Beat­ing USC made it ‘a sweet win’

(USC coach Chuck) Erbe had been a four-let­ter word to Hawaii decades be­fore that 1995 match. Which made 1982 sweeter be­yond the Wahine win­ning their first NCAA cham­pi­onship.

USC, coached by Erbe, had won the last AIAW cham­pi­onship that had full par­tic­i­pa­tion of the top pro­grams (1980), and the first NCAA one (1981).

“They were about ready to start a dy­nasty,” Shoji said. “This was mem­o­rable for many rea­sons. It was against Chuck, we had a long his­tory with them (USC), they had every­one back (from 1981).

“It was a sweet win.”

But it took USC be­ing out of ro­ta­tion in Set 3, an er­ror that took away three points when fi­nally dis­cov­ered, to make it hap­pen. Hawaii went on to win 14-16, 9-15, 15-13, 15-10, 15-12 at Pa­cific’s Spanos Arena.

The Wahine fin­ished 33-1, set­ting the ta­ble to re­peat in 1983 when Hawaii would go a com­bined 67-3 and hang two ban­ners.

Long Beach State’s rally de­nies UH home trip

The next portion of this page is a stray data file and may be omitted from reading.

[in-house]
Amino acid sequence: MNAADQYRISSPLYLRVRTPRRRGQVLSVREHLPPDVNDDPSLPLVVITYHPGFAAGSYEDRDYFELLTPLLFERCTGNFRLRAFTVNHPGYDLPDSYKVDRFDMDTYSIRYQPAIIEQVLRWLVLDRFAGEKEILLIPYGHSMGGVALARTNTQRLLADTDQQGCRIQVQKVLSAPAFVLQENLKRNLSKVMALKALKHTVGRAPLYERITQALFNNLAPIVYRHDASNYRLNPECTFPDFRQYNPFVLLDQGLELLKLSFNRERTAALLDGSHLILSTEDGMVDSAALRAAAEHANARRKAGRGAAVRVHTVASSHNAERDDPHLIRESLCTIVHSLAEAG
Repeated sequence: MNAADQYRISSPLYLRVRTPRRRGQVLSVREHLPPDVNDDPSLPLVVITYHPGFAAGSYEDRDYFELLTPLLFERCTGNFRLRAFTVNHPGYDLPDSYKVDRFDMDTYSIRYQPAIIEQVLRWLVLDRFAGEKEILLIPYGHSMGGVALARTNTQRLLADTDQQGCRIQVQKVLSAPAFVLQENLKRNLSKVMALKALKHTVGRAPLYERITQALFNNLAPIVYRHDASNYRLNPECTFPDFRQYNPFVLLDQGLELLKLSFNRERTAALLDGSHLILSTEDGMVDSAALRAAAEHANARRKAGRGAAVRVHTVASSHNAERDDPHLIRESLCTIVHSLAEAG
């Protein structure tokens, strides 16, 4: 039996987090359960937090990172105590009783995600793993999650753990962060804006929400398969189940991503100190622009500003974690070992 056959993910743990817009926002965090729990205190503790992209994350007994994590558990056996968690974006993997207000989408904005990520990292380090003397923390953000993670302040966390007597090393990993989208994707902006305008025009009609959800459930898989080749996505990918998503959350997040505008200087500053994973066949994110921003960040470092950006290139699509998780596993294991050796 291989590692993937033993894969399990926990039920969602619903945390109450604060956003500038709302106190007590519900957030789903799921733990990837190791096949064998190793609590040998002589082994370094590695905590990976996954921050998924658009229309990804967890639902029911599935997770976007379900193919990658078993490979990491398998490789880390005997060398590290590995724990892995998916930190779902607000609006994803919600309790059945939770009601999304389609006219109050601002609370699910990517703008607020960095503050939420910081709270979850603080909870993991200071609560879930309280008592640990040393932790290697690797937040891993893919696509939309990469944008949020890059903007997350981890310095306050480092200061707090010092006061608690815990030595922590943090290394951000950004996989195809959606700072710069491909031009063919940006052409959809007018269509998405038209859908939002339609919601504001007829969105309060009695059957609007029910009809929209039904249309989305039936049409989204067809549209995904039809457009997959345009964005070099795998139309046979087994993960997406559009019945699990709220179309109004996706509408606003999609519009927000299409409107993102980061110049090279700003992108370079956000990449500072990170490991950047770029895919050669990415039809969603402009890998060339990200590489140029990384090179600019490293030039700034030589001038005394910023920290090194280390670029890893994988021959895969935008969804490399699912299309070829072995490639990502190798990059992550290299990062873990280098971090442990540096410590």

Seven years af­ter win­ning its first NCAA cham­pi­onship in Stock­ton, Calif., Hawaii was ready to come home and truly play host to the 1989 NCAA fi­nal four, the first time the na­tional fi­nals would be held in Honolulu. Long Beach State had other ideas, ral­ly­ing past Hawaii 11-15, 15-13, 10-15, 15-8, 15-10. Rally scor­ing was in­tro­duced that sea­son and was only used in Set 5. “What sticks in my mind was the court was not equal, it was not equidis­tant on the base­lines to the serv­ing ar­eas,” Shoji said. “One side was open ended and you could go back far­ther to serve. The other side had seats and you didn’t have as much room to serve. That should have been ad­dressed. “What I re­mem­ber is be­ing ahead in the fifth when we switched sides and Long Beach then had the side with more room. They just started bomb­ing their serves. We were that close to com­ing back home and play­ing.” In­stead, the 49ers cruised to the na­tional ti­tle, sweep­ing Ne­braska 15-12, 15-0, 15-6, hold­ing the Huskers to .000 hit­ting per­cent­age. It would set up Hawaii’s fiercest ri­valry, one that lasts to this day.